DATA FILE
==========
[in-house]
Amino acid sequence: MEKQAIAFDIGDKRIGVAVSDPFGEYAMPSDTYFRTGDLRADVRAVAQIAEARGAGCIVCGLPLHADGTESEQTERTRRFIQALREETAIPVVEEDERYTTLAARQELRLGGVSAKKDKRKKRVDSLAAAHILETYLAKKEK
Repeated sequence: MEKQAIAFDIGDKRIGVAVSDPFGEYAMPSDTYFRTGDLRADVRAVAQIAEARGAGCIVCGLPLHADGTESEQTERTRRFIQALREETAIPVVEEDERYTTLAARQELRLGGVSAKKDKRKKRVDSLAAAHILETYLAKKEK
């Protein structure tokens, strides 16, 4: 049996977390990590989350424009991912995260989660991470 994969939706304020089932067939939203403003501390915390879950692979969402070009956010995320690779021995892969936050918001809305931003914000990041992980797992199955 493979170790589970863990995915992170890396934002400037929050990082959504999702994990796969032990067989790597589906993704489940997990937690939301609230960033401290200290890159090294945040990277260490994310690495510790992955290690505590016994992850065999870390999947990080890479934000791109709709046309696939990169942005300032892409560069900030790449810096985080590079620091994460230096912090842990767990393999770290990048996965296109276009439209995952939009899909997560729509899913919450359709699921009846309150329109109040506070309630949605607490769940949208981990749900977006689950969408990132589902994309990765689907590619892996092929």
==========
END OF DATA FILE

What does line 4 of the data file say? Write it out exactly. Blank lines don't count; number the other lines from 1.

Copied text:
């Protein structure tokens, strides 16, 4: 049996977390990590989350424009991912995260989660991470 994969939706304020089932067939939203403003501390915390879950692979969402070009956010995320690779021995892969936050918001809305931003914000990041992980797992199955 493979170790589970863990995915992170890396934002400037929050990082959504999702994990796969032990067989790597589906993704489940997990937690939301609230960033401290200290890159090294945040990277260490994310690495510790992955290690505590016994992850065999870390999947990080890479934000791109709709046309696939990169942005300032892409560069900030790449810096985080590079620091994460230096912090842990767990393999770290990048996965296109276009439209995952939009899909997560729509899913919450359709699921009846309150329109109040506070309630949605607490769940949208981990749900977006689950969408990132589902994309990765689907590619892996092929």